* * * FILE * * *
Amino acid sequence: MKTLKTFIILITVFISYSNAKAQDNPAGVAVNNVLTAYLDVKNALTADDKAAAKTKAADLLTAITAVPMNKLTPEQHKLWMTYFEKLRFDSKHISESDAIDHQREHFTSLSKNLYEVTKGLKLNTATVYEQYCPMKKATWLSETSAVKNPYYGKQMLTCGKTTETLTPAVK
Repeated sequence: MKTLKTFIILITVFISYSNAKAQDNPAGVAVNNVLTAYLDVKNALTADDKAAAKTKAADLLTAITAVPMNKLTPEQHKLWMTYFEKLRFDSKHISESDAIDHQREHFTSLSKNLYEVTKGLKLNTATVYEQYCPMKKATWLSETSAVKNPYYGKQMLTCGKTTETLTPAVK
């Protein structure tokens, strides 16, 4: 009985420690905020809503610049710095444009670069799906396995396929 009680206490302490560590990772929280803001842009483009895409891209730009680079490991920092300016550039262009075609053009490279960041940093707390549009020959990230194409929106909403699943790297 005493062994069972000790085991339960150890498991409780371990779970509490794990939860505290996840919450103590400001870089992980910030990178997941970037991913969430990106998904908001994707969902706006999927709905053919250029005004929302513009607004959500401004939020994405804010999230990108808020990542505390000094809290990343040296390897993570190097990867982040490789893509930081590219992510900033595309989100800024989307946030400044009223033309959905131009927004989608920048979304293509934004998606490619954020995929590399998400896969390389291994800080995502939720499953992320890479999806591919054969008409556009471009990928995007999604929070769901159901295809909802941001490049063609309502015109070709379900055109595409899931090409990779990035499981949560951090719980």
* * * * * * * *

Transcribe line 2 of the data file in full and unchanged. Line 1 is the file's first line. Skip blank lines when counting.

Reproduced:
Repeated sequence: MKTLKTFIILITVFISYSNAKAQDNPAGVAVNNVLTAYLDVKNALTADDKAAAKTKAADLLTAITAVPMNKLTPEQHKLWMTYFEKLRFDSKHISESDAIDHQREHFTSLSKNLYEVTKGLKLNTATVYEQYCPMKKATWLSETSAVKNPYYGKQMLTCGKTTETLTPAVK